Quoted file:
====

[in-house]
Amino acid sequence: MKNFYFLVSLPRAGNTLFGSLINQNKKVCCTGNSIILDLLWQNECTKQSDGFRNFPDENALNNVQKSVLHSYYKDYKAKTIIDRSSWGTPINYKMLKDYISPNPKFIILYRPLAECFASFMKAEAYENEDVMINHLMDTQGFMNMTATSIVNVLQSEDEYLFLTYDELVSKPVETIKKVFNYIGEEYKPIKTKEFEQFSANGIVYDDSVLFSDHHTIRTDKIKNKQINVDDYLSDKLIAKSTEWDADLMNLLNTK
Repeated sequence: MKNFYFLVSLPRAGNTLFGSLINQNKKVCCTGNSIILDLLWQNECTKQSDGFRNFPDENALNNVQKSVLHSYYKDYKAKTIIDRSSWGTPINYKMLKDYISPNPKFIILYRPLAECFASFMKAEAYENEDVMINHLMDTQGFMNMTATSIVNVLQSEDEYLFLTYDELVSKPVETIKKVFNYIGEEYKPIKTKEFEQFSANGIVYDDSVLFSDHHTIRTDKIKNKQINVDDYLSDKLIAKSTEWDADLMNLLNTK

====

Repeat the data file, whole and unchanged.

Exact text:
[in-house]
Amino acid sequence: MKNFYFLVSLPRAGNTLFGSLINQNKKVCCTGNSIILDLLWQNECTKQSDGFRNFPDENALNNVQKSVLHSYYKDYKAKTIIDRSSWGTPINYKMLKDYISPNPKFIILYRPLAECFASFMKAEAYENEDVMINHLMDTQGFMNMTATSIVNVLQSEDEYLFLTYDELVSKPVETIKKVFNYIGEEYKPIKTKEFEQFSANGIVYDDSVLFSDHHTIRTDKIKNKQINVDDYLSDKLIAKSTEWDADLMNLLNTK
Repeated sequence: MKNFYFLVSLPRAGNTLFGSLINQNKKVCCTGNSIILDLLWQNECTKQSDGFRNFPDENALNNVQKSVLHSYYKDYKAKTIIDRSSWGTPINYKMLKDYISPNPKFIILYRPLAECFASFMKAEAYENEDVMINHLMDTQGFMNMTATSIVNVLQSEDEYLFLTYDELVSKPVETIKKVFNYIGEEYKPIKTKEFEQFSANGIVYDDSVLFSDHHTIRTDKIKNKQINVDDYLSDKLIAKSTEWDADLMNLLNTK